Bike Trainers, Bike Rollers and Exercise Bikes : What is the Max Load?
March 25, 2013 6:24 AM   Subscribe

I need a bike trainer, bike roller, or an exercise bike. The problem is, I weight 132 kilograms / 290 pounds. I can afford $350, at a stretch. Is there a model of any of these which will both accommodate my weight, and be affordable? My googling turns up nothing.
posted by Chasuk to Health & Fitness (7 answers total)
It's probably not going to be great equipment, but: Here's one.

I still have not personally worked out a comfortable way to do this for more than about a half hour at a time, but half an hour's not bad a all, and I think it's easier for a recumbent to accommodate more weight easily without there being problems with stability, etc.
posted by gracedissolved at 6:37 AM on March 25, 2013

I have a Kurt Kinetic trainer that I really like - and the manual for it doesn't specify a maximum weight. Further, the only real place that it would affect would be the clamps and they're solid and the weight is distributed throughout the frame. If you use it on a solid surface and properly centre your bike, it makes for a stable ride.

The company is really good at writing back if you reach out to them. Max weight is not in their FAQ.
posted by Rodrigo Lamaitre at 6:57 AM on March 25, 2013

I currently weight ~380lbs and have used the spin bikes and standard exercise bikes at the gym with zero issues. Most gym quality equipment is probably not going to be rated for over 300lbs but will have few issues supporting weights up to 400lbs. That said, get a good bike trainer, just make sure you set up on a level surface. Out of curiosity, why aren't you riding outside?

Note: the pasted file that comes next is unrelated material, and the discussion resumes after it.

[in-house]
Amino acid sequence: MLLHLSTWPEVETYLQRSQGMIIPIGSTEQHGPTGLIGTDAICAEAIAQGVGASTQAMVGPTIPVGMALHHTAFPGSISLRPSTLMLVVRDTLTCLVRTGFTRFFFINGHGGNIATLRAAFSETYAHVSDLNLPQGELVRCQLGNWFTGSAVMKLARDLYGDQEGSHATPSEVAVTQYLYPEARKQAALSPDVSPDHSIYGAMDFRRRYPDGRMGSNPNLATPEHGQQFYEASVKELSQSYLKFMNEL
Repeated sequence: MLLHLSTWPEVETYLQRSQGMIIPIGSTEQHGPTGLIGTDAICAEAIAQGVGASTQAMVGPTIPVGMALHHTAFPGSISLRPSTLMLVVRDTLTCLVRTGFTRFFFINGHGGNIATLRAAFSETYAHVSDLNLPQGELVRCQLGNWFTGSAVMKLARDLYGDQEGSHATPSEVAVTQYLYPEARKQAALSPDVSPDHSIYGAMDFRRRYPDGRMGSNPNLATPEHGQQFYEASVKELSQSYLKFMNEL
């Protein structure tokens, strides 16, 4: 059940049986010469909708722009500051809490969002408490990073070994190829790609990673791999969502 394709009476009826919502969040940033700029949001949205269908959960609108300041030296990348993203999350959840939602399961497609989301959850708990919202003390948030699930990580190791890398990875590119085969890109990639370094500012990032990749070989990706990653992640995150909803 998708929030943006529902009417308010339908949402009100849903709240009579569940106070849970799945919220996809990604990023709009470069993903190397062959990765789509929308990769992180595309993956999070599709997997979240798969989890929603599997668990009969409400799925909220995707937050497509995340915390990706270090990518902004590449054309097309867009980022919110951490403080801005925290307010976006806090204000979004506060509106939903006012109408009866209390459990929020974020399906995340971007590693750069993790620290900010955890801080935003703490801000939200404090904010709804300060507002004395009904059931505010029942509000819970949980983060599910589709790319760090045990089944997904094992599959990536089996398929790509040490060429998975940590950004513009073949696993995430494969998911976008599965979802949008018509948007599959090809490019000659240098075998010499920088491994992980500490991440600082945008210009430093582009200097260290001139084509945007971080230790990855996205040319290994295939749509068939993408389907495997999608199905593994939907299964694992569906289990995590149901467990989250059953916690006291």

posted by playertobenamedlater at 8:14 AM on March 25, 2013

I think you'd be fine on a turbo trainer/mag trainer. These are solid bits of kit, often with lifetime warranties. They don't really suffer any impact, so weight becomes less of an issue. If the manufacturers were worried about excess weight on them they'd specify. I wouldn't go for a bike roller unless you are more confident and have a smooth cycling rhythm. No exercise bike worth $350 new will be that great.

Also: if you are looking to lose weight by exercising indoor and are on a budget, you could consider renting a Concept 2. Great exercise, not so hard on your joints, would be fine for your weight too.
posted by MuffinMan at 9:29 AM on March 25, 2013

If you have a bike already, I second (or is it third?) the suggestion to use a trainer. If you do much of this, a trainer specific tire will reduce your need to replace tires often but this has nothing to do with bearing weight.
posted by dgran at 12:10 PM on March 25, 2013

I have a Travel Trac fluid trainer from Performance Bike, and it's great, quiet, and cheap. I'm a ~200 lb. rider and haven't noticed any trouble from it (nor have I when I ride a CompuTrainer at the studio, but those gadgets are in a whole 'nother price range). Give them a call and ask if there's a max weight restriction?
posted by sldownard at 3:09 PM on March 25, 2013

I bought a trainer, the CycleOps Fluid 2.

As to why I choose to bicycle indoors, well, I live in South Korea, in the middle of the dense city, in a skyscraper. I'm working long hours. I know myself: I will seldom manage enough motivation to haul a bicycle downstairs, but I might manage enough to bike indoors.

Thank you, everyone, for your thoughtful answers.
posted by Chasuk at 2:28 AM on March 26, 2013

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